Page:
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AstraZeneca COVID-19 Vaccine Latest: Risk Of Blood Clots Appears To Be Extremely Small


Tom Hale

Tom is a writer in London with a Master's degree in Journalism whose editorial work covers anything from health and the environment to technology and archaeology.

Senior Journalist


Image credit: Mike Mareen/

The benefits of receiving the AstraZeneca COVID-19 vaccine very favorably outweigh the potential risks for the vast majority of people. That’s the latest conclusion from the UK health regulator (MHRA) on the ongoing debate surrounding unusual blood clots linked to the AstraZeneca vaccine.

The MHRA said the unusual blood clots linked to the vaccine are extremely rare — in the UK, 20.2 million doses of the AstraZeneca COVID-19 vaccine had been given and 79 people have reported blood clotting. The MHRA also stressed the evidence of a link between blood clots with the AstraZeneca vaccine is “getting firmer” but more work is still needed.


The announcements follow an unfolding saga over the past month in which a handful of countries suspended the use of the AstraZeneca COVID-19 vaccine over a suspected link to blood clots.

At a media conference on Wednesday, the MHRA announced the findings of their extensive review on the issue, concluding that the blood clots have an extremely rare rate of occurrence. They added that healthy adults in the UK aged between 18 and 29 years old should be offered an alternative vaccine to the AstraZeneca shot if available, a suggestion it's only making out of the "utmost caution."


The UK’s decision regarding under-30s may appear a bit daunting, but it’s a question of potential risk versus potential benefits (as you can see in the graph below). The blood clots appear to be occurring in fractionally more young people than expected. Nevertheless, under-30s have a low risk of getting a blood clot following the vaccine and a relatively low risk of being hospitalized with COVID-19. Given this subtle risk-benefit balance, the regulators believe it's advisable for under-30s to receive an alternative vaccine if possible.

“We are not advising a stop to any vaccination for any individual in any age group. We are advising a preference for one vaccine over another vaccine for a particular age group, really out of the utmost caution, rather than because we have any serious safety concerns,” Wei Shen Lim, COVID-19 Chair for UK's Joint Committee on Vaccination and Immunisation, said at the briefing.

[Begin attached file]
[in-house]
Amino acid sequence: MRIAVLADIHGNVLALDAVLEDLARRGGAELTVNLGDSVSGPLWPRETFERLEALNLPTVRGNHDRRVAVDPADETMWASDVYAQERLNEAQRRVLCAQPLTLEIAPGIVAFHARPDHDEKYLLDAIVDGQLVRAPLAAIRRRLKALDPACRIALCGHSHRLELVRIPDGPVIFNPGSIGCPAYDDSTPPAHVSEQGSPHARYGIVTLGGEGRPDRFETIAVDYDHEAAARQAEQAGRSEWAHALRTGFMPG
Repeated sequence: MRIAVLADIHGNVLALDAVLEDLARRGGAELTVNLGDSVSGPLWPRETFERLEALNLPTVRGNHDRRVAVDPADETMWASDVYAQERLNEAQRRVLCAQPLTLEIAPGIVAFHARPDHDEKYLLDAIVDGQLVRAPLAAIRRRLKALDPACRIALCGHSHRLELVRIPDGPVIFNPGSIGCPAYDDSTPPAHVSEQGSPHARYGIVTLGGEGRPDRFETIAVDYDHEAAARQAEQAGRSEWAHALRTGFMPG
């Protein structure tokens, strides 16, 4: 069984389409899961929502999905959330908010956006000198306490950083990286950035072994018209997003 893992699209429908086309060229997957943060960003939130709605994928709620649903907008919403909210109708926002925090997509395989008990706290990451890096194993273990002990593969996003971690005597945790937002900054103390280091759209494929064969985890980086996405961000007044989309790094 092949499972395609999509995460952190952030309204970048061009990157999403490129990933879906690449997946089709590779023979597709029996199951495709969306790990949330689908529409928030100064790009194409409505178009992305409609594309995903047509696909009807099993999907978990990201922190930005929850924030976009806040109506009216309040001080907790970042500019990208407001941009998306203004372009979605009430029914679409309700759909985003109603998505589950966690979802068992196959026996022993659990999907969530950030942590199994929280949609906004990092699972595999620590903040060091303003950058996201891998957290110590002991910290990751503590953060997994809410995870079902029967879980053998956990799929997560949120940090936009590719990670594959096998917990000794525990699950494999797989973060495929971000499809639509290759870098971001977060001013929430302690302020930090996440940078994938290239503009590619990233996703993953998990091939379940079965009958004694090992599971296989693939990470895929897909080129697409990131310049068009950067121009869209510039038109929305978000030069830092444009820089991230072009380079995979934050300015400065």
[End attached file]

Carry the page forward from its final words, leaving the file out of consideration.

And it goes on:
Meanwhile, the safety committee of the European Medicine Agency (EMA) also announced today that unusual blood clots with low blood platelets should be listed as "very rare side effects".

The occurrence of blood clots, however, appears to be extremely rare. Some 20.2 million doses of the COVID-19 Vaccine AstraZeneca had been given in the UK as of March 31 and at least 79 people have experienced blood clotting. This means the overall risk of these blood clots is approximately 4-in-1,000,000 people who receive the vaccine. Up to 44 of the 79 cases were of a specific type of blood clot in the brain, known as cerebral venous sinus thrombosis (CVST) occurring together with low levels of platelets in the blood, while 35 of the cases were of thrombosis in other major veins. Tragically, 19 people have died out of the 79 cases – 13 females and 6 males.

"No effective medicine or vaccine is without risk. We continually monitor safety during widespread use of any vaccine. This is to ensure vaccines are performing as expected, to identify any new side effects that may arise, and to ensure the benefits continue to outweigh the risks," said Dr June Raine, MHRA Chief Executive.

"It is still vitally important that people come forward for their vaccination when invited to do so," Raine added. 


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